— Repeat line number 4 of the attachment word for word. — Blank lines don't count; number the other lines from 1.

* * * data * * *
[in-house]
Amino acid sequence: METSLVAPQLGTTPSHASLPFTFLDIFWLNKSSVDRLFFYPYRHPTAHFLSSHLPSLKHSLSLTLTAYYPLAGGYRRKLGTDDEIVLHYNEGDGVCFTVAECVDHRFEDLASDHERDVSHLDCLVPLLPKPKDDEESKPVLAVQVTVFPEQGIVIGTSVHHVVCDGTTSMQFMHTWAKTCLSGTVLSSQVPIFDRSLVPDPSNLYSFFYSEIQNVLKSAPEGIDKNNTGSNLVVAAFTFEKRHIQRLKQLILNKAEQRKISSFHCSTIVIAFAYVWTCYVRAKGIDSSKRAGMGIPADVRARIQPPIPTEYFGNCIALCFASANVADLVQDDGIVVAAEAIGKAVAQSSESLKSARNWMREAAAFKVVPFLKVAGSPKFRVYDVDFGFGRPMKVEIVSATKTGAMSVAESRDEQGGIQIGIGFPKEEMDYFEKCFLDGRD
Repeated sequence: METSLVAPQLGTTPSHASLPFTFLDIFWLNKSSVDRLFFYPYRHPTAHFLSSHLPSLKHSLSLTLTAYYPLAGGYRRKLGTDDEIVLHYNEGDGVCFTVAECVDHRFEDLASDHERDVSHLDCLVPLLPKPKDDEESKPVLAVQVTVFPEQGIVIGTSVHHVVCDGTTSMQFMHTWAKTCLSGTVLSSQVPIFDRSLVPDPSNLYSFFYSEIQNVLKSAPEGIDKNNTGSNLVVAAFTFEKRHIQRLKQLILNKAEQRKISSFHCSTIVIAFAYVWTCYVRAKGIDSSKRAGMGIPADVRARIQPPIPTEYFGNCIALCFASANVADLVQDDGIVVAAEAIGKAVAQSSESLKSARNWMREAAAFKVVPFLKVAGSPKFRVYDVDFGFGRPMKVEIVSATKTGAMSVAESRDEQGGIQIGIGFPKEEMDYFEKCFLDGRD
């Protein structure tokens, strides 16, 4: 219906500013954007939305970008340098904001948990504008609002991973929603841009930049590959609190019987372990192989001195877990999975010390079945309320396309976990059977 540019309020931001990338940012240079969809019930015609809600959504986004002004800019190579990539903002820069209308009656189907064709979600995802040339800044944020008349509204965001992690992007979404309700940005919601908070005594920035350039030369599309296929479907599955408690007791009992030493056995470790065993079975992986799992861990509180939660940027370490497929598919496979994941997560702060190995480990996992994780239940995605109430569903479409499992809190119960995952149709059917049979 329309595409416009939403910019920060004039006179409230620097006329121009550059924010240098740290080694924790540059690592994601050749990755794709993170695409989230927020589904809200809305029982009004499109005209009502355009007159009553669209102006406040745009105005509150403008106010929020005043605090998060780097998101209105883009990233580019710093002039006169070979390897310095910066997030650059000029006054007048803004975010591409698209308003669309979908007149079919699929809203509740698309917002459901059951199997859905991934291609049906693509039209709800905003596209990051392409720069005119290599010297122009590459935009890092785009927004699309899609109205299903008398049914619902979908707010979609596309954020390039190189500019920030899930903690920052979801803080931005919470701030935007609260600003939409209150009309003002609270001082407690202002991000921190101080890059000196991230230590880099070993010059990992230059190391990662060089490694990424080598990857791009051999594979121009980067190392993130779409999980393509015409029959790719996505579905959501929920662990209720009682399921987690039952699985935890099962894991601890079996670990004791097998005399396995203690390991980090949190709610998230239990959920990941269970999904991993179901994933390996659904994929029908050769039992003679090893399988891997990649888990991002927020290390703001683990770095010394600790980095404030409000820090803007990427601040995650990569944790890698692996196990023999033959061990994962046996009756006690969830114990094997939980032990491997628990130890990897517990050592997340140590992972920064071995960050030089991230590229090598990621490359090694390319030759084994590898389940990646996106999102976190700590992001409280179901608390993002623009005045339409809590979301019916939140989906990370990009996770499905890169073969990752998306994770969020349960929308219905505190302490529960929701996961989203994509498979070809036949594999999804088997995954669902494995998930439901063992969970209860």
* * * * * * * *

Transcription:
């Protein structure tokens, strides 16, 4: 219906500013954007939305970008340098904001948990504008609002991973929603841009930049590959609190019987372990192989001195877990999975010390079945309320396309976990059977 540019309020931001990338940012240079969809019930015609809600959504986004002004800019190579990539903002820069209308009656189907064709979600995802040339800044944020008349509204965001992690992007979404309700940005919601908070005594920035350039030369599309296929479907599955408690007791009992030493056995470790065993079975992986799992861990509180939660940027370490497929598919496979994941997560702060190995480990996992994780239940995605109430569903479409499992809190119960995952149709059917049979 329309595409416009939403910019920060004039006179409230620097006329121009550059924010240098740290080694924790540059690592994601050749990755794709993170695409989230927020589904809200809305029982009004499109005209009502355009007159009553669209102006406040745009105005509150403008106010929020005043605090998060780097998101209105883009990233580019710093002039006169070979390897310095910066997030650059000029006054007048803004975010591409698209308003669309979908007149079919699929809203509740698309917002459901059951199997859905991934291609049906693509039209709800905003596209990051392409720069005119290599010297122009590459935009890092785009927004699309899609109205299903008398049914619902979908707010979609596309954020390039190189500019920030899930903690920052979801803080931005919470701030935007609260600003939409209150009309003002609270001082407690202002991000921190101080890059000196991230230590880099070993010059990992230059190391990662060089490694990424080598990857791009051999594979121009980067190392993130779409999980393509015409029959790719996505579905959501929920662990209720009682399921987690039952699985935890099962894991601890079996670990004791097998005399396995203690390991980090949190709610998230239990959920990941269970999904991993179901994933390996659904994929029908050769039992003679090893399988891997990649888990991002927020290390703001683990770095010394600790980095404030409000820090803007990427601040995650990569944790890698692996196990023999033959061990994962046996009756006690969830114990094997939980032990491997628990130890990897517990050592997340140590992972920064071995960050030089991230590229090598990621490359090694390319030759084994590898389940990646996106999102976190700590992001409280179901608390993002623009005045339409809590979301019916939140989906990370990009996770499905890169073969990752998306994770969020349960929308219905505190302490529960929701996961989203994509498979070809036949594999999804088997995954669902494995998930439901063992969970209860």